The vasectomy procedure simply interrupts the flow of sperm by cutting the sperm tubes and blocking their ends. Before making the decision to have your NSV, please review the preparations, procedure, and recovery to see what you can expect from Dr. Parajuli and your NSV from start to finish. We want you to make a careful and well informed choice. A vasectomy should be considered a permanent contraception.
Open-Ended Type Vasectomy in Sydney
Our Sydney, NSW vasectomy doctor performs an “Open-Ended” vasectomy technique, where the vas tube from the bottom end is left open (uncauterized), while the end of the tube leading to the penis is cauterized. As detailed above, fascial interposition is also performed to ensure the success of your vasectomy.
While studies are not conclusive, it is postulated that leaving one end open may permit sperm to leak out, resulting in less post-operative discomfort; this is because there is no sudden pressure back-up to the testicles. The leakage does not increase risk of pregnancy, as the other end of the vas is sealed. Sperm are simply reabsorbed back into the testicles in a natural process that causes no pain or pressure.
Studies also indicate that it reduces the time it takes for a vasectomy, and vasectomy reversal may also be easier to perform later, if desired. We do not recommend getting a vasectomy if you think you may eventually want a reversal. You should consider vasectomy as a permanent contraceptive method.
Not all vasectomists around the world perform this open ended technique, and some prefer to cauterize both ends. At Gentle Procedures Sydney our doctor is able to maintain our high success rates while also offering the potential benefits of an Open-Ended vasectomy.
Possible Risks and Complications with a Vasectomy Procedure
There are no life-threatening complications associated with NSV (No-Scalpel Vasectomies). The minor complications that can arise are generally short-lived and resolve with ice, rest, anti-inflammatories, and time. Long term safety with NSV is considered excellent, although all of the following are possible:
Mild discomfort: Some men report a mild aching sensation to the scrotum for a few hours to a few days after the procedure.
Mild bleeding into the scrotum (1/400): May form a small tender swelling for a few days.
Scrotal hematoma (1/1000): A major bleed into the scrotum causing a grapefruit size tender scrotum which may take months to heal.
Infection (1/500): May present as redness and tenderness at the healing site opening or non specific tenderness within the scrotum, which may require oral antibiotics. (More serious infection is possible i.e. abscess formation that may require intravenous antibiotics 1/1000).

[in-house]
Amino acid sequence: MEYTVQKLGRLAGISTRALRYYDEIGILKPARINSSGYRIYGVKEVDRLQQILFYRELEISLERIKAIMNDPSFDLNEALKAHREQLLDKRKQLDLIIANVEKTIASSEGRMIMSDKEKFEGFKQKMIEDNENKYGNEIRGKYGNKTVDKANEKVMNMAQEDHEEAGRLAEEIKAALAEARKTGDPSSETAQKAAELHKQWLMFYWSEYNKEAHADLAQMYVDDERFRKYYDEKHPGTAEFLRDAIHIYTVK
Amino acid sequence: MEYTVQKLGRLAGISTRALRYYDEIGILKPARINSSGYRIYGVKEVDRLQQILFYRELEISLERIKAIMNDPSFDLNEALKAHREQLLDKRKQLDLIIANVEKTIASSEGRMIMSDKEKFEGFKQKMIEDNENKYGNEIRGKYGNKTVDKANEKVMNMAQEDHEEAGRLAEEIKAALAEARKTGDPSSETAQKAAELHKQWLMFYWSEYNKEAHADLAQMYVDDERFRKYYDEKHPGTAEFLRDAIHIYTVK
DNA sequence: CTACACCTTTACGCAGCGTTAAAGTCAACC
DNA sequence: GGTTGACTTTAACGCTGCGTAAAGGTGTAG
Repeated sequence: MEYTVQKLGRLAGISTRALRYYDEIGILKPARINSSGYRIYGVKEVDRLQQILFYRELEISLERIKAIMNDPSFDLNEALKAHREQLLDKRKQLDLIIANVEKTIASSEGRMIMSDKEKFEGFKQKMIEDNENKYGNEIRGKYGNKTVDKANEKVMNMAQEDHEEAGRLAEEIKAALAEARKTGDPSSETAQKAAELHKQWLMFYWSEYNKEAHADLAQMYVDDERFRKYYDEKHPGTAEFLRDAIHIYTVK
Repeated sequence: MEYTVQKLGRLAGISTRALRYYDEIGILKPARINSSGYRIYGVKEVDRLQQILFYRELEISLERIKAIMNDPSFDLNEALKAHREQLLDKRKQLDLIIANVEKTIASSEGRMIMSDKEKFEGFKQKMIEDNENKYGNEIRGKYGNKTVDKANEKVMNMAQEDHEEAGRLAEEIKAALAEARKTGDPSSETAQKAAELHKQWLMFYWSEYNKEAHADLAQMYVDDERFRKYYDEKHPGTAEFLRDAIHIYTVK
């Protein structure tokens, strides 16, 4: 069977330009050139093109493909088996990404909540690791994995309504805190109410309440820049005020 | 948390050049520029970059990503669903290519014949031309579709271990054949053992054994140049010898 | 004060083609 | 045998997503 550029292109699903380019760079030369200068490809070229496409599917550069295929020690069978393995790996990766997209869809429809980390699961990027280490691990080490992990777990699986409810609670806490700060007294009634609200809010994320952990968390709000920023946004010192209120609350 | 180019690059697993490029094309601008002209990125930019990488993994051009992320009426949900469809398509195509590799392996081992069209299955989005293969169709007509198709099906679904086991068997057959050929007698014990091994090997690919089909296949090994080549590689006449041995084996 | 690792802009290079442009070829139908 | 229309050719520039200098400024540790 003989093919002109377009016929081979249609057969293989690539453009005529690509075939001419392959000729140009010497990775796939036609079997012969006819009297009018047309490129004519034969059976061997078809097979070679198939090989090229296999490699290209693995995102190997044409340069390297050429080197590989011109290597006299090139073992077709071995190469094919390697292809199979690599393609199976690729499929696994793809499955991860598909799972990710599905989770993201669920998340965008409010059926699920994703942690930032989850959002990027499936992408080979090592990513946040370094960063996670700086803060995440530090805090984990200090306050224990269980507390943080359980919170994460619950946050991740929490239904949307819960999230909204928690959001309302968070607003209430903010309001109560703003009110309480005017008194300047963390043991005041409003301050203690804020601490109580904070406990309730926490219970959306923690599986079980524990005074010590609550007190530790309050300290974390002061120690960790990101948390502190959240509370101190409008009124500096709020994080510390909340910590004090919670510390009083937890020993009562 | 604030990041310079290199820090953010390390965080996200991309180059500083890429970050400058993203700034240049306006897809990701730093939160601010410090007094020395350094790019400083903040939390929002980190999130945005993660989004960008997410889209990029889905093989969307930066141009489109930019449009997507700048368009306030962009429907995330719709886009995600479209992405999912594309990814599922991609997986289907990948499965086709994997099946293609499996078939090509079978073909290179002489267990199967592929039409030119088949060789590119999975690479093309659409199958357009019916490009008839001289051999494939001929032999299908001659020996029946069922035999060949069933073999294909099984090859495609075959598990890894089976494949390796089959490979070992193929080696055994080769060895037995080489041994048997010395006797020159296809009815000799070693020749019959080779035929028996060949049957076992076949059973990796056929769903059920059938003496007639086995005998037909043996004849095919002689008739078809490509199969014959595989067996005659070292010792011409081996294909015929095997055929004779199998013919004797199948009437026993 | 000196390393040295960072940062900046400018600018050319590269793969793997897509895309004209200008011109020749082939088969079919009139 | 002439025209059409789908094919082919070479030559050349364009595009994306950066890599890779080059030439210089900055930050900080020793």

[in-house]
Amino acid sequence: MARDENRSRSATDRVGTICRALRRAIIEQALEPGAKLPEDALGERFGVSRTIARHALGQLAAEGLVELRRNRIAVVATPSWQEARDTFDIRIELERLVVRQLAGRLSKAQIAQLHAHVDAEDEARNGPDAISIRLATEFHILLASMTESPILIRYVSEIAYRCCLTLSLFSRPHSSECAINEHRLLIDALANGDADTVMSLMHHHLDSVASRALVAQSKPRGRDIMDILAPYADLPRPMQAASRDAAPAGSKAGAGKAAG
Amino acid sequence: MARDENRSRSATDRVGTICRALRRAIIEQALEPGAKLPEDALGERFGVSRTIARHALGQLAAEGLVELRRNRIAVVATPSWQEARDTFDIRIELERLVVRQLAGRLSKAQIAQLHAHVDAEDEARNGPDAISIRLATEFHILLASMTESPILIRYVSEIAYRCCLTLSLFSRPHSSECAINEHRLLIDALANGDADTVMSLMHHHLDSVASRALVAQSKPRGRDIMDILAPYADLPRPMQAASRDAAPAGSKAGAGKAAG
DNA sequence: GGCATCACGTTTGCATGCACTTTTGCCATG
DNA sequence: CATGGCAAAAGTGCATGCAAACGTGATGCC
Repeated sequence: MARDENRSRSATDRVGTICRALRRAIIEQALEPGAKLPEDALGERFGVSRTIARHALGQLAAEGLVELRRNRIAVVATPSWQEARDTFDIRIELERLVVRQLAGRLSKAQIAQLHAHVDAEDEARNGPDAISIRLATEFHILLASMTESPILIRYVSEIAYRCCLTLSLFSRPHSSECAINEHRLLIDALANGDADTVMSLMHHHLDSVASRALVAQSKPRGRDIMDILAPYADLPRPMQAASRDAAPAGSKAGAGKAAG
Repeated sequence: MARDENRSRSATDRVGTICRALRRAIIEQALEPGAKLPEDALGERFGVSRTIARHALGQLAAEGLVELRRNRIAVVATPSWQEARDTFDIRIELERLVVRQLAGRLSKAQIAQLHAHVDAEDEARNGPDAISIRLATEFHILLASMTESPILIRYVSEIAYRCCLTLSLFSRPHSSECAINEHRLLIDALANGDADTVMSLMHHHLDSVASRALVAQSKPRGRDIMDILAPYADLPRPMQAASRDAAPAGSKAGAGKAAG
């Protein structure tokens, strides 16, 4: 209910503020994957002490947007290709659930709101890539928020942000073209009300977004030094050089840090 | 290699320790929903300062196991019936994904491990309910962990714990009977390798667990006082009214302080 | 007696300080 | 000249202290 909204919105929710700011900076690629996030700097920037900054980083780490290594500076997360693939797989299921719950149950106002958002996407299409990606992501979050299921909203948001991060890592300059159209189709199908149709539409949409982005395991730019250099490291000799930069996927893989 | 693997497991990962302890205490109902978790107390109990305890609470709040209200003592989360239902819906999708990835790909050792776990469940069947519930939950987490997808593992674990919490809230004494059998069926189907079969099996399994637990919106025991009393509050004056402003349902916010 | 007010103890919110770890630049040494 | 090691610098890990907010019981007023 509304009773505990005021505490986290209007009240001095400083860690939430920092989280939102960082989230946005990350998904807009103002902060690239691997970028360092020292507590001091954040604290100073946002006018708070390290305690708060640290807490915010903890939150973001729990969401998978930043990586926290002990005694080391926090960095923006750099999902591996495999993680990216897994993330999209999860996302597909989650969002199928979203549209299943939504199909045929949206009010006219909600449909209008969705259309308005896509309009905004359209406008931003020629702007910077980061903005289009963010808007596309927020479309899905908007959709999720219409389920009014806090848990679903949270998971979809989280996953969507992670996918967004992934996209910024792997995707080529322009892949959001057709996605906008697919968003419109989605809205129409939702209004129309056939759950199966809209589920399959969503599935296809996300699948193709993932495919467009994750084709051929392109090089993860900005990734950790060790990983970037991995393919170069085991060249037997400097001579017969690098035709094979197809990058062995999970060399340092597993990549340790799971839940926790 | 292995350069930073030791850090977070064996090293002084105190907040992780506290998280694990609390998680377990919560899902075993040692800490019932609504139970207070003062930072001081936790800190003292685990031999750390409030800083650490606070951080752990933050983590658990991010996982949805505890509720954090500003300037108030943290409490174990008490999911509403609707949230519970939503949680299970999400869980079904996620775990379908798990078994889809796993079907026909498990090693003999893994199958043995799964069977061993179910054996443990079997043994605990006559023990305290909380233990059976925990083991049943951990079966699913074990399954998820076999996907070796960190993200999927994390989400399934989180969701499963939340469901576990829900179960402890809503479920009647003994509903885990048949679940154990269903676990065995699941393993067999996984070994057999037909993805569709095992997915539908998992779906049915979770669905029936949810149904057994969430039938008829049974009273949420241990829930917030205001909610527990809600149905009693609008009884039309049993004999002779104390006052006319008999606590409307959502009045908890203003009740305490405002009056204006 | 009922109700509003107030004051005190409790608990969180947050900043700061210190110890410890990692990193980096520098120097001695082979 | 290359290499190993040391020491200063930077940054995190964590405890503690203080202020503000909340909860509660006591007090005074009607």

Epididymitis (1/100): Tender swelling of the epididymis, the tube connecting the vas deferens and the testes.
Sperm granuloma (1/500): A small, potentially uncomfortable, bead-like structure made of leaked sperm that may develop at the site where the tube was cut and blocked.
Post Vasectomy Pain Syndrome (1/1000): A rare complication of a persisting dull ache in the testicle where the inflammation does not settle down. It may resolve on its own or may need another surgical procedure.
Failure (less than 1/1000): Because a doctor has inadequately blocked one or both tubes, or because one or both tubes have rejoined
Does Vasectomy at our Sydney Clinic Hurt?
With effective anaesthesia and our no scalpel technique the pain is minimized. You will likely have some aching or other minor discomfort in the day or two after your surgery, but you can be sure that our gentle vasectomy procedure with skin glue closure offers a good result with the least amount of pain.
It will only hurt a little bit – and not during the procedure.
Laser Vasectomy in Sydney?
Laser vasectomy is not a medical procedure currently available to Sydney men. We are not aware of any vasectomy doctors in Sydney, NSW, or in Australia, that offer laser vasectomy.
Sometimes no-scalpel vasectomy is confused with laser vasectomy. Some people may assume that because no stitches are needed and no scalpel is used a laser may be the tool applied to the operation – but this is not the case.
As detailed above our method involves the use of specialized instruments that obviate the need for scalpels and stitches. The traditional scalpel is replaced with devices for puncturing a small hole and holding men’s vas tubes during the no-scalpel vasectomy procedure.
The traditional syringe is replaced with a microneedle applicator which permits anaesthetic to be applied through the scrotal skin. Men find this more comfortable, and it is generally much preferred over an injection in the scrotum.
Laser Vasectomy – Maybe someday.
The scalpel-less, minimally invasive vasectomy method used by Dr. Parajuli at our Sydney vasectomy clinic is modern, comfortable, and effective.
Lasers are not used for vasectomy – but if a good laser vasectomy technique is developed we will definitely examine its potential benefits relative to our current methods.